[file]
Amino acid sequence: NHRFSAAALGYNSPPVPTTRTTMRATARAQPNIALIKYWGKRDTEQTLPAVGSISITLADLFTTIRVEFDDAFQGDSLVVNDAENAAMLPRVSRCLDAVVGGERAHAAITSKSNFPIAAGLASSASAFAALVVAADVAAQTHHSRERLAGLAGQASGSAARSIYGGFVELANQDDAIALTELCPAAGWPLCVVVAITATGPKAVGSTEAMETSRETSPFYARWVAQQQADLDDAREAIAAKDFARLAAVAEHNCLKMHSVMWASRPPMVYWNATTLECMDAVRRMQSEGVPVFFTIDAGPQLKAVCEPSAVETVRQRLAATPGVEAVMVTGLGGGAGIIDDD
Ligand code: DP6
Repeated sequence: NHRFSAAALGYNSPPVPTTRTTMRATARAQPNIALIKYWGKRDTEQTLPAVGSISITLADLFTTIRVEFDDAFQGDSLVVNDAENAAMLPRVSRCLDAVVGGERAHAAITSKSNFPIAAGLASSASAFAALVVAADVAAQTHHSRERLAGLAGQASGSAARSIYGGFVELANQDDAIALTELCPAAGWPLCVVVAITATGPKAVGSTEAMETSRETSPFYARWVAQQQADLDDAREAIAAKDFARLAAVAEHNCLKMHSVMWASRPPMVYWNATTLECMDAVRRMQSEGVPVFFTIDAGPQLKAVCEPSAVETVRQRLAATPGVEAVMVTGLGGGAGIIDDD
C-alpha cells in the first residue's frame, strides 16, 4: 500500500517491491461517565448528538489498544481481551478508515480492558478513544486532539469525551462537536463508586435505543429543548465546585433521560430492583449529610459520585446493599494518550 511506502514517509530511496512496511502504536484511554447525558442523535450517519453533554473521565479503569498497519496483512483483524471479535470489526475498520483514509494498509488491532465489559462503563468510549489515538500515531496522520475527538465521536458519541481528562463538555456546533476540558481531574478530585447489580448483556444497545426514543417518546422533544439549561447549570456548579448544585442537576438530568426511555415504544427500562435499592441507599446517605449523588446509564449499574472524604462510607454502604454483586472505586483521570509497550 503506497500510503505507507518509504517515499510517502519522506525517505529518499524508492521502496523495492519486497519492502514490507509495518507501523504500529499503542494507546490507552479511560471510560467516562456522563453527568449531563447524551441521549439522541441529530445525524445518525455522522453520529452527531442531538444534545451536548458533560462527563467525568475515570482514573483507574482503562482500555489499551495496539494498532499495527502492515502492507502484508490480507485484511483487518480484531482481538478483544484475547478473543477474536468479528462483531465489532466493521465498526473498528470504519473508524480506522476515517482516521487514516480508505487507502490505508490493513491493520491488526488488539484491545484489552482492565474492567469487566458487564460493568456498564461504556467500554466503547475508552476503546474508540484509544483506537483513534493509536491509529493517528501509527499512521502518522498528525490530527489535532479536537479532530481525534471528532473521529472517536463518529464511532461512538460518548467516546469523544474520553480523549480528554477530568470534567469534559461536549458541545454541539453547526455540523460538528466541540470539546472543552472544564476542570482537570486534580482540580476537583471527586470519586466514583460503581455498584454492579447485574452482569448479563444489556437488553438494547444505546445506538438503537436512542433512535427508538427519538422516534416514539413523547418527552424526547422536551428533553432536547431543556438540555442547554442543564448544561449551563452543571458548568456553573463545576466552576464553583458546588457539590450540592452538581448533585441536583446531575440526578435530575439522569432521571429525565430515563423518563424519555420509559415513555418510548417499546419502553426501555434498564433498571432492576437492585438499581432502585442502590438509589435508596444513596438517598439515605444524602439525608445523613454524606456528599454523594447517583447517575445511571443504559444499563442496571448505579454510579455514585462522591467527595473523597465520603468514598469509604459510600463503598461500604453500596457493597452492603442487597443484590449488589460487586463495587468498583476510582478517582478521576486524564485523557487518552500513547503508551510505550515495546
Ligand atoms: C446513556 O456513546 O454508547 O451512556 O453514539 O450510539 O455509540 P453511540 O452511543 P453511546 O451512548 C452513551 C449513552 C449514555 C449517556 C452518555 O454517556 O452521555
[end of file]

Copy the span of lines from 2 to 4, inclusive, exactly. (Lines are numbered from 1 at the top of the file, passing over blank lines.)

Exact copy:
Ligand code: DP6
Repeated sequence: NHRFSAAALGYNSPPVPTTRTTMRATARAQPNIALIKYWGKRDTEQTLPAVGSISITLADLFTTIRVEFDDAFQGDSLVVNDAENAAMLPRVSRCLDAVVGGERAHAAITSKSNFPIAAGLASSASAFAALVVAADVAAQTHHSRERLAGLAGQASGSAARSIYGGFVELANQDDAIALTELCPAAGWPLCVVVAITATGPKAVGSTEAMETSRETSPFYARWVAQQQADLDDAREAIAAKDFARLAAVAEHNCLKMHSVMWASRPPMVYWNATTLECMDAVRRMQSEGVPVFFTIDAGPQLKAVCEPSAVETVRQRLAATPGVEAVMVTGLGGGAGIIDDD
C-alpha cells in the first residue's frame, strides 16, 4: 500500500517491491461517565448528538489498544481481551478508515480492558478513544486532539469525551462537536463508586435505543429543548465546585433521560430492583449529610459520585446493599494518550 511506502514517509530511496512496511502504536484511554447525558442523535450517519453533554473521565479503569498497519496483512483483524471479535470489526475498520483514509494498509488491532465489559462503563468510549489515538500515531496522520475527538465521536458519541481528562463538555456546533476540558481531574478530585447489580448483556444497545426514543417518546422533544439549561447549570456548579448544585442537576438530568426511555415504544427500562435499592441507599446517605449523588446509564449499574472524604462510607454502604454483586472505586483521570509497550 503506497500510503505507507518509504517515499510517502519522506525517505529518499524508492521502496523495492519486497519492502514490507509495518507501523504500529499503542494507546490507552479511560471510560467516562456522563453527568449531563447524551441521549439522541441529530445525524445518525455522522453520529452527531442531538444534545451536548458533560462527563467525568475515570482514573483507574482503562482500555489499551495496539494498532499495527502492515502492507502484508490480507485484511483487518480484531482481538478483544484475547478473543477474536468479528462483531465489532466493521465498526473498528470504519473508524480506522476515517482516521487514516480508505487507502490505508490493513491493520491488526488488539484491545484489552482492565474492567469487566458487564460493568456498564461504556467500554466503547475508552476503546474508540484509544483506537483513534493509536491509529493517528501509527499512521502518522498528525490530527489535532479536537479532530481525534471528532473521529472517536463518529464511532461512538460518548467516546469523544474520553480523549480528554477530568470534567469534559461536549458541545454541539453547526455540523460538528466541540470539546472543552472544564476542570482537570486534580482540580476537583471527586470519586466514583460503581455498584454492579447485574452482569448479563444489556437488553438494547444505546445506538438503537436512542433512535427508538427519538422516534416514539413523547418527552424526547422536551428533553432536547431543556438540555442547554442543564448544561449551563452543571458548568456553573463545576466552576464553583458546588457539590450540592452538581448533585441536583446531575440526578435530575439522569432521571429525565430515563423518563424519555420509559415513555418510548417499546419502553426501555434498564433498571432492576437492585438499581432502585442502590438509589435508596444513596438517598439515605444524602439525608445523613454524606456528599454523594447517583447517575445511571443504559444499563442496571448505579454510579455514585462522591467527595473523597465520603468514598469509604459510600463503598461500604453500596457493597452492603442487597443484590449488589460487586463495587468498583476510582478517582478521576486524564485523557487518552500513547503508551510505550515495546